Walgreen profit jumps, shares fall on deal concern
Shares of Walgreen Co. tumbled Tuesday, as investor concerns over the fate of a multibillion-dollar contract outweighed a jump in the drugstore operator's fiscal fourth-quarter earnings.
The Deerfield, Ill., company said Tuesday morning there has been no substantive progress in contract renewal negotiations with Express Scripts Inc., and company officials later told analysts the two sides remain "miles apart."
Walgreen said in June that it was ending a $5.3-billion-per-year relationship with Express Scripts Inc. Walgreen said that the St. Louis company was not paying it enough money to fill prescriptions. It also complained that Express Scripts was trying to dictate terms of the partnership.
Pharmacy benefits managers, or PBMs, like Express Scripts pay Walgreen to fill prescriptions. The PBMs make money by reducing the costs in prescription drug plans. Walgreen had a similar contract fight last year with CVS Caremark Corp. that was eventually resolved.
But the Express Scripts conflict intensified earlier this month. Walgreen said it plans to stop filling prescriptions managed by Express Scripts Inc. on Jan. 1. Express Scripts then announced that it was suing Walgreen.
Walgreen CEO Greg Wasson said Tuesday his company believes it deserves fair value, and "we don't see any reason to give any PBM a substantially better deal than all the others without having done something to warrant it." He said Walgreen is prepared to move forward in negotiations if Express Scripts wants to provide fair compensation.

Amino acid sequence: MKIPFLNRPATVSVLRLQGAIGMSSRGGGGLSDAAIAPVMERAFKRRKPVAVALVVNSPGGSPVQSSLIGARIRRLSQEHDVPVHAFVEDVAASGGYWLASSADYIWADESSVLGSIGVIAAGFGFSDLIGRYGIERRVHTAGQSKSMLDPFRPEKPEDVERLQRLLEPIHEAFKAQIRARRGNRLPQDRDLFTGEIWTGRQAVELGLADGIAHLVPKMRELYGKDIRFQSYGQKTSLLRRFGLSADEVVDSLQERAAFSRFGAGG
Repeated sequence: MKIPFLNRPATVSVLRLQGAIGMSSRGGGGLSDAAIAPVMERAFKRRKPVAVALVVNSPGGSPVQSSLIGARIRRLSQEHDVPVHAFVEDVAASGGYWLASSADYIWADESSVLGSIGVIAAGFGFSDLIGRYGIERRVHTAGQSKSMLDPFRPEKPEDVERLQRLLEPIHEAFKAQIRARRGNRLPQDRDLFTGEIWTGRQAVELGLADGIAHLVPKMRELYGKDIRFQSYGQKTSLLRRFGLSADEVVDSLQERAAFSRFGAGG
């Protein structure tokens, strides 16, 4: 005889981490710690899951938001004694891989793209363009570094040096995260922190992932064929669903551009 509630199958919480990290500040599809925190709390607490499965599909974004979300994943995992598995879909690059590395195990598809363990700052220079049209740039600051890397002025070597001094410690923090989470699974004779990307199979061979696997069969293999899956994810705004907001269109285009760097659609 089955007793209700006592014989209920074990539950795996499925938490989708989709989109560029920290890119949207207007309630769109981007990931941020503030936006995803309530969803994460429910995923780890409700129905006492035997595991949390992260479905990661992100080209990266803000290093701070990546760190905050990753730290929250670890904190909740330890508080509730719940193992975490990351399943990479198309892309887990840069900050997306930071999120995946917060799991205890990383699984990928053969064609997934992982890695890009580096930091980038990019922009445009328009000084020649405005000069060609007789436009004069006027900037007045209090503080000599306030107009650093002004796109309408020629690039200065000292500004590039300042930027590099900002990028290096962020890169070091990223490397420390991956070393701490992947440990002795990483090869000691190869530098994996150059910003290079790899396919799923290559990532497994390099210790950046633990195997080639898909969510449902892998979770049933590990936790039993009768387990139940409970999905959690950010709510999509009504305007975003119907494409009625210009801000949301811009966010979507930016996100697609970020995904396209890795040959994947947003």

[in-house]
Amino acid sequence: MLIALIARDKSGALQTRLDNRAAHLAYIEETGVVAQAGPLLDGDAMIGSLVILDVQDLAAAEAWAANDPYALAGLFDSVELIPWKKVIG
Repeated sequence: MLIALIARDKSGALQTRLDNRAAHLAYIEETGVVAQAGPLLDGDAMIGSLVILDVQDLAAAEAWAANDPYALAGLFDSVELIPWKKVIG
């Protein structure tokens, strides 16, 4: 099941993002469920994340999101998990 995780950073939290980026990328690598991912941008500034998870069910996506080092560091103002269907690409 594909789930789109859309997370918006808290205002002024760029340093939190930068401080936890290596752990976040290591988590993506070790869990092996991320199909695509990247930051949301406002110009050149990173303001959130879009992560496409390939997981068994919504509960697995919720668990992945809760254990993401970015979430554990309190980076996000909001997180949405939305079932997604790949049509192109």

"But if not, it's not really a productive place for us to be in our business," he said.
The CEO also said the drugstore chain is talking with companies that pay for benefits about potentially forming a direct relationship with Walgreen instead of going through Express Scripts.
Walgreen shares fell 6 percent, or $2.17, to $33.86 in afternoon trading while the Dow Jones industrial average climbed more than 2 percent. The price of Walgreen shares has fallen more than 20 percent since the company announced its split with Express Scripts.
Gabelli & Co. analyst Jeff Jonas said Walgreen sounded "very bearish again" on the Express Scripts deal, and he thinks that's the main reason shares fell Tuesday.
"I think they're still talking and both sides are really digging in their heels and negotiating publicly," he said.
Jonas forecasts 2012 earnings of $2.90 per share for Walgreen. He said a failure to reach an agreement with Express Scripts will knock 20 cents off that estimate. Walgreen could lose another 20 cents per share if Express Scripts completes its acquisition of competitor Medco Health Solutions Inc.
In the fiscal fourth quarter, Walgreen earned $792 million, or 87 cents per share. That compares with net income of $470 million, or 49 cents per share, in last year's quarter. Adjusted earnings were 57 cents per share, and that topped Wall Street expectations.
Analysts surveyed by FactSet expected, on average, earnings per share of 55 cents for the quarter.
Revenue climbed more than 6 percent in the quarter to $17.97 billion.
The company recorded an after-tax gain in the quarter of 30 cents per share after completing the sale of its Walgreens Health Initiatives Inc. business.
Sales at stores open at least a year rose 4.4 percent. That's a key indicator of a retailer's long-term health because it excludes stores that recently opened or closed.
Walgreen is the largest drugstore chain in the United States with more than 7,700 stores. For the full fiscal year, the company earned $2.71 billion, or $2.94 per share, on $72.18 billion in revenue.